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How to Stress Less

How to Stress Less

A Survival Guide to Midterms 

By Alyssa Dorland 

Week five of fall quarter is here, and so are midterms. Be they essays, exams, or projects, this time in the school year brings on major hurdles and anxieties.  

It can be overwhelming to look at everything on the agenda and wonder, “How am I going to get through all of this?” Though midterm stress and anxiety can seem unbearable, there are ways to overcome them. 

Susan Stiffelman, licensed psychotherapist, teacher, and family therapist, has several tips for coping with school stress. In an interview with HuffPost she noted five simple steps to take for dealing with academic anxieties.  

First, take care of yourself by getting healthy sleep, eating well, and pausing the “relentless pace of everyday life” with fun or creative outlets.1 

Next, come up with guidelines for combating negative self-talk. This could include making agendas and writing down reasons that you can overcome academic obstacles.2  

Third, Stiffelman recommends breaking down tasks into “manageable, bite-sized portions” so they appear less overwhelming.3 For an essay, this could be outlining the steps of a prompt and going through them one at a time.  

Fourth, set goals that are achievable. Instead of aiming to be top of the class, pick a goal that pushes you but is within your reach and will make you feel accomplished.4 

Finally, Stiffelman emphasizes creating a balanced life during test week. She urges to take “short breaks for fun activities so that you’ll be able to go back to your writing or studying refreshed.”Even fifteen minutes away from studying can bring enormous relief. 

These steps are easy to follow, but maybe you feel like working alone just isn’t enough. Thankfully, you don’t have to.  

At Walla Walla University, peer tutoring is free and there are 11 content areas to choose from! If you are struggling with a particular topic, or need someone to review what you already have, sign up for a tutoring session with the Student Development Center.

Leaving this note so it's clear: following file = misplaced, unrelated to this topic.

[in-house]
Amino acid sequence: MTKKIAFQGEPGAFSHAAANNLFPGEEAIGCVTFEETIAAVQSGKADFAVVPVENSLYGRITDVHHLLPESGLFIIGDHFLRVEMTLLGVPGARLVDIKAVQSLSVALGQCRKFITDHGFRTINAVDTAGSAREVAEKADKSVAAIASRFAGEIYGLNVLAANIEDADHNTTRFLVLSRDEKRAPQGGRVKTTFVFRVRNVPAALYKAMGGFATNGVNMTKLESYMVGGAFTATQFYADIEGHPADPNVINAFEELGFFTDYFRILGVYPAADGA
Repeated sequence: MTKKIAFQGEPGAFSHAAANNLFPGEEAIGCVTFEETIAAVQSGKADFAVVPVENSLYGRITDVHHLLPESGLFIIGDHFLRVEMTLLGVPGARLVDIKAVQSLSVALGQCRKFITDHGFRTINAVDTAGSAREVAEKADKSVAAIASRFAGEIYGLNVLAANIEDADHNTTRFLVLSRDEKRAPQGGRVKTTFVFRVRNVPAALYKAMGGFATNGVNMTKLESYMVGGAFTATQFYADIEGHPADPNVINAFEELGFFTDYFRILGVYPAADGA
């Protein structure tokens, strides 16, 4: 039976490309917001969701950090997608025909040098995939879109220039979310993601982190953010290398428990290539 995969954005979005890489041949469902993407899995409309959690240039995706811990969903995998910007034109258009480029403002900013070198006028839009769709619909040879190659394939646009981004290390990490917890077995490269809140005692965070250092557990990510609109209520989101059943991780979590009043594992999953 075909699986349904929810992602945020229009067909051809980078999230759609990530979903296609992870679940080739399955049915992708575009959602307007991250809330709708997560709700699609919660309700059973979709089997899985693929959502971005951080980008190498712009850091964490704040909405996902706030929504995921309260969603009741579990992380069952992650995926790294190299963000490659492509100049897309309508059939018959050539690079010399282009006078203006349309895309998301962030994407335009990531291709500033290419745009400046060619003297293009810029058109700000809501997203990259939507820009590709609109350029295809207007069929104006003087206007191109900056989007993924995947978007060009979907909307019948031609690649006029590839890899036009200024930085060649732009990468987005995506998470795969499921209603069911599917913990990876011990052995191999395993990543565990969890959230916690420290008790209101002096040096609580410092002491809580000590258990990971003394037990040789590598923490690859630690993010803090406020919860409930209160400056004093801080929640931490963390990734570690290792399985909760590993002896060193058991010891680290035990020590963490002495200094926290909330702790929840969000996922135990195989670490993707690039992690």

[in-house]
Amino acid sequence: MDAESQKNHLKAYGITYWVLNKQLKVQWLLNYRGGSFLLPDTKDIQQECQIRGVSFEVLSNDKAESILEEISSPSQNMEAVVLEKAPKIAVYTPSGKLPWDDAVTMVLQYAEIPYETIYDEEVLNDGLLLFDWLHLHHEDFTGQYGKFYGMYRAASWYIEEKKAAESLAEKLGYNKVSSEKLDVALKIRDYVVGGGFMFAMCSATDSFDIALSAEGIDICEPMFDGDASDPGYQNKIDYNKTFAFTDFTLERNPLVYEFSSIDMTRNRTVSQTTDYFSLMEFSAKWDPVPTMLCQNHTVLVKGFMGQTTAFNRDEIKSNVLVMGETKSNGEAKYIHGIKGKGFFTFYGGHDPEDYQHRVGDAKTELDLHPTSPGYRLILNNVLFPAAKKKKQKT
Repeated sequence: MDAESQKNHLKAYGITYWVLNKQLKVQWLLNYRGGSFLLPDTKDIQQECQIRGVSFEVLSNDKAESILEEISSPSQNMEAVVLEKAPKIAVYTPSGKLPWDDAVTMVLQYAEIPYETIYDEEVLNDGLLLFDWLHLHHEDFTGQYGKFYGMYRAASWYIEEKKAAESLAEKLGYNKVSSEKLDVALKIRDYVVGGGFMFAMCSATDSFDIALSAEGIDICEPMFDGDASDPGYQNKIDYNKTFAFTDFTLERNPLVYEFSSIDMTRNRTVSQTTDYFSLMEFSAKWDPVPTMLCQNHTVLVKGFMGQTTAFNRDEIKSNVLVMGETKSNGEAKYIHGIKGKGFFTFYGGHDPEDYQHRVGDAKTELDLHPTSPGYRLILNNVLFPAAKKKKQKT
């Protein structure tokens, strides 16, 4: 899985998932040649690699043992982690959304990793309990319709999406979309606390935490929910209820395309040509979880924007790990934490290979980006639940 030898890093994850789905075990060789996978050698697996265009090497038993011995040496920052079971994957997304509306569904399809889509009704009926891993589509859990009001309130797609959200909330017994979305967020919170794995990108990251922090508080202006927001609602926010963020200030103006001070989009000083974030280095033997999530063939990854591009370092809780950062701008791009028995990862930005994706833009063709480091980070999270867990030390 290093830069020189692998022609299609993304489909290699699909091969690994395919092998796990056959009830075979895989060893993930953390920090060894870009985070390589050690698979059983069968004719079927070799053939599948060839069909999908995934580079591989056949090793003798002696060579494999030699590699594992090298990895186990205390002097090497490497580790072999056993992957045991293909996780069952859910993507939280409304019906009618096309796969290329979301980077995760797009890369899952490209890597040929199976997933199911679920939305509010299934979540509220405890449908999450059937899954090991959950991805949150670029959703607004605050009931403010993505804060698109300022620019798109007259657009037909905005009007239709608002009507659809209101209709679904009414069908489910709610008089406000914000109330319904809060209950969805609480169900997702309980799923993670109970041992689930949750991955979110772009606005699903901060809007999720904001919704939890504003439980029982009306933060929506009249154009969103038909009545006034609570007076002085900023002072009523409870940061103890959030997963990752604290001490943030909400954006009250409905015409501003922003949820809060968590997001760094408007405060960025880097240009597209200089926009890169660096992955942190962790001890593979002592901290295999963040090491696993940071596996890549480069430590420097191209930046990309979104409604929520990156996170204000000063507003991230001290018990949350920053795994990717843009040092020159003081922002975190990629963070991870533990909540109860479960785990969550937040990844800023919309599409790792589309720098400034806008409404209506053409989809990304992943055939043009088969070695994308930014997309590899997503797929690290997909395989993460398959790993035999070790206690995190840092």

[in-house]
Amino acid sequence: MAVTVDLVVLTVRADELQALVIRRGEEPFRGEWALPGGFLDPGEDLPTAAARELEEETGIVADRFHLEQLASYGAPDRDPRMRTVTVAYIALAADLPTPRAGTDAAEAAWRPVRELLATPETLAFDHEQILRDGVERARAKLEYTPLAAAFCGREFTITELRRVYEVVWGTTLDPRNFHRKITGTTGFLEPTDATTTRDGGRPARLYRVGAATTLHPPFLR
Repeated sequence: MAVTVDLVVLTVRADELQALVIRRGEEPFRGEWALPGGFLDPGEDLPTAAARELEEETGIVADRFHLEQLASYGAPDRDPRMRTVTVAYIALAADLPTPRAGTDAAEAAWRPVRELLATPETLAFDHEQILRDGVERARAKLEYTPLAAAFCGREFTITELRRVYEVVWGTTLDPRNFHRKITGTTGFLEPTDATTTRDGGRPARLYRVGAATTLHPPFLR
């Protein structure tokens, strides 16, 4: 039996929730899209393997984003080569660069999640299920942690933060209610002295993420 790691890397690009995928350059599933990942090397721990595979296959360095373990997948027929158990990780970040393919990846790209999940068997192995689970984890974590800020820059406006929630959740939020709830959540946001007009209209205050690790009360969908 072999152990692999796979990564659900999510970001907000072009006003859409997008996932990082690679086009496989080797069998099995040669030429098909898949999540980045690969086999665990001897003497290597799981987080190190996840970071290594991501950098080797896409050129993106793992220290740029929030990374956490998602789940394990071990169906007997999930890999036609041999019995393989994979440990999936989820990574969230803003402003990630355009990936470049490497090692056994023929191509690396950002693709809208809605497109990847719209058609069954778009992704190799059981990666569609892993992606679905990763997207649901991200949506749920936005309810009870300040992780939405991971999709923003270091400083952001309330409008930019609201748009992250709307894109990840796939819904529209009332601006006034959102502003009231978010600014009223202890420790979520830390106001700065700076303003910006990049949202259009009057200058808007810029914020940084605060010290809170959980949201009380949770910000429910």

Simply go to the peer tutoring page on the WWU website, select the area you need help in, choose a time slot, and pick your tutor!  

If tutoring isn’t quite what you are looking for, consider looking at your class list on D2L and asking classmates if they want to set up a Teams study session. Studying together can help everyone gain new insights! 

The Pomodoro Method is great for breaking up study tasks.
Photo by Alyssa Dorland 

If taking breaks is where you struggle, try using Francesco Cirillo’s Pomodoro Technique. The process includes six steps:  

1. Choose your learning task 

2. Set a timer for 25 minutes  

3. Stick to that task until the timer rings 

4. Put a check mark where you stop working  

5. Take a short five to 10-minute break  

6. Repeat the process four times, and then take one 20-minute break before starting over. 6 

According to Brian Collins, former contributor for Forbes magazine, The Pomodoro Technique is best served for those who get distracted easily, and works well for writing, coding, design, and study tasks. Collins says that the technique is also great if you have “a lot of repetitive work to get through, such as wading through a busy inbox.”7 

See Also

As you enter midterms, pick and choose solutions that work for you! Take breaks, stick to schedules, and always remember to be kind to yourself.  

Page Break 

Citations 

1.  Academic pressure: 5 tips from an expert on coping with school stress. (2014, August 20). HuffPost. Retrieved from https://bit.ly/311H3Dn. 

2Ibid. 

3. Ibid. 

4. Ibid. 

5. Ibid. 

6. Cirillo Consulting GmbH. Do more and have fun with time management. Francesco Cirrilo. https://bit.ly/3jY2UDk 

7. Collin. B. (2020, March 3). The Pomodoro Technique explained. Forbes. https://bit.ly/3d7UkPz  

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